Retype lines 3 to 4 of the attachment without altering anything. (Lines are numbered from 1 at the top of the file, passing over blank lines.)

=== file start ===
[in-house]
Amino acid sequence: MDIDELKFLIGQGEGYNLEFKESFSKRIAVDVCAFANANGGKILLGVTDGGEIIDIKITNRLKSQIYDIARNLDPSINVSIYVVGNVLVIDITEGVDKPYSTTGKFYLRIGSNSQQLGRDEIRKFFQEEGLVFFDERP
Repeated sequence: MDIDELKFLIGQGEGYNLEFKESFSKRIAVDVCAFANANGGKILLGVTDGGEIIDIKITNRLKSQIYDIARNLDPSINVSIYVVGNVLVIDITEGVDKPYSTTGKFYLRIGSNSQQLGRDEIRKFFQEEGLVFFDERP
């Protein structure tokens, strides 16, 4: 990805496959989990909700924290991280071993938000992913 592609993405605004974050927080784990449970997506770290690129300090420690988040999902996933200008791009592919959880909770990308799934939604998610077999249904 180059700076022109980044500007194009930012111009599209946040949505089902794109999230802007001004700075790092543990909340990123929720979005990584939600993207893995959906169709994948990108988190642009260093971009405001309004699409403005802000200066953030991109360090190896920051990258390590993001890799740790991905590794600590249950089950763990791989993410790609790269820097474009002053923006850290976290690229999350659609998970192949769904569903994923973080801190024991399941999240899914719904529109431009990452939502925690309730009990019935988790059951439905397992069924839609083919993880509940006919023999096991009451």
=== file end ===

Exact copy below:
Repeated sequence: MDIDELKFLIGQGEGYNLEFKESFSKRIAVDVCAFANANGGKILLGVTDGGEIIDIKITNRLKSQIYDIARNLDPSINVSIYVVGNVLVIDITEGVDKPYSTTGKFYLRIGSNSQQLGRDEIRKFFQEEGLVFFDERP
């Protein structure tokens, strides 16, 4: 990805496959989990909700924290991280071993938000992913 592609993405605004974050927080784990449970997506770290690129300090420690988040999902996933200008791009592919959880909770990308799934939604998610077999249904 180059700076022109980044500007194009930012111009599209946040949505089902794109999230802007001004700075790092543990909340990123929720979005990584939600993207893995959906169709994948990108988190642009260093971009405001309004699409403005802000200066953030991109360090190896920051990258390590993001890799740790991905590794600590249950089950763990791989993410790609790269820097474009002053923006850290976290690229999350659609998970192949769904569903994923973080801190024991399941999240899914719904529109431009990452939502925690309730009990019935988790059951439905397992069924839609083919993880509940006919023999096991009451």